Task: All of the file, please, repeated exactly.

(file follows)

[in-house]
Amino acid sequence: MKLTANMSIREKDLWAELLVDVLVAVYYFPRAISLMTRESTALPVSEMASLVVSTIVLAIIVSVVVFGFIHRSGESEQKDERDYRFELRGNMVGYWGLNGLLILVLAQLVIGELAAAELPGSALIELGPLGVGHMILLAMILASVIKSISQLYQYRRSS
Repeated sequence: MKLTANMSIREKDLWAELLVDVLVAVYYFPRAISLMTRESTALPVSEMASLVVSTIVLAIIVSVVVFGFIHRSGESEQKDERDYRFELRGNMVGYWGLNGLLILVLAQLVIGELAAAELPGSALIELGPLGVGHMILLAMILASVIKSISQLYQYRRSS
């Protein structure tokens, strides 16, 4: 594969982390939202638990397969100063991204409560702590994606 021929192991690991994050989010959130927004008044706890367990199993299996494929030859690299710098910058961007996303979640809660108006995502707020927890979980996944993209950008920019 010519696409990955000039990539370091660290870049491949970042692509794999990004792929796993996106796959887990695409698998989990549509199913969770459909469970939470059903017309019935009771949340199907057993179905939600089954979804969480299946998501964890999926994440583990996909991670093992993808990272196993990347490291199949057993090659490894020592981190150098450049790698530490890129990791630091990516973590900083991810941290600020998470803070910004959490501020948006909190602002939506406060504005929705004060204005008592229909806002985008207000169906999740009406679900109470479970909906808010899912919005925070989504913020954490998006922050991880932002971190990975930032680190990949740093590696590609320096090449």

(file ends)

[in-house]
Amino acid sequence: MKLTANMSIREKDLWAELLVDVLVAVYYFPRAISLMTRESTALPVSEMASLVVSTIVLAIIVSVVVFGFIHRSGESEQKDERDYRFELRGNMVGYWGLNGLLILVLAQLVIGELAAAELPGSALIELGPLGVGHMILLAMILASVIKSISQLYQYRRSS
Repeated sequence: MKLTANMSIREKDLWAELLVDVLVAVYYFPRAISLMTRESTALPVSEMASLVVSTIVLAIIVSVVVFGFIHRSGESEQKDERDYRFELRGNMVGYWGLNGLLILVLAQLVIGELAAAELPGSALIELGPLGVGHMILLAMILASVIKSISQLYQYRRSS
């Protein structure tokens, strides 16, 4: 594969982390939202638990397969100063991204409560702590994606 021929192991690991994050989010959130927004008044706890367990199993299996494929030859690299710098910058961007996303979640809660108006995502707020927890979980996944993209950008920019 010519696409990955000039990539370091660290870049491949970042692509794999990004792929796993996106796959887990695409698998989990549509199913969770459909469970939470059903017309019935009771949340199907057993179905939600089954979804969480299946998501964890999926994440583990996909991670093992993808990272196993990347490291199949057993090659490894020592981190150098450049790698530490890129990791630091990516973590900083991810941290600020998470803070910004959490501020948006909190602002939506406060504005929705004060204005008592229909806002985008207000169906999740009406679900109470479970909906808010899912919005925070989504913020954490998006922050991880932002971190990975930032680190990949740093590696590609320096090449």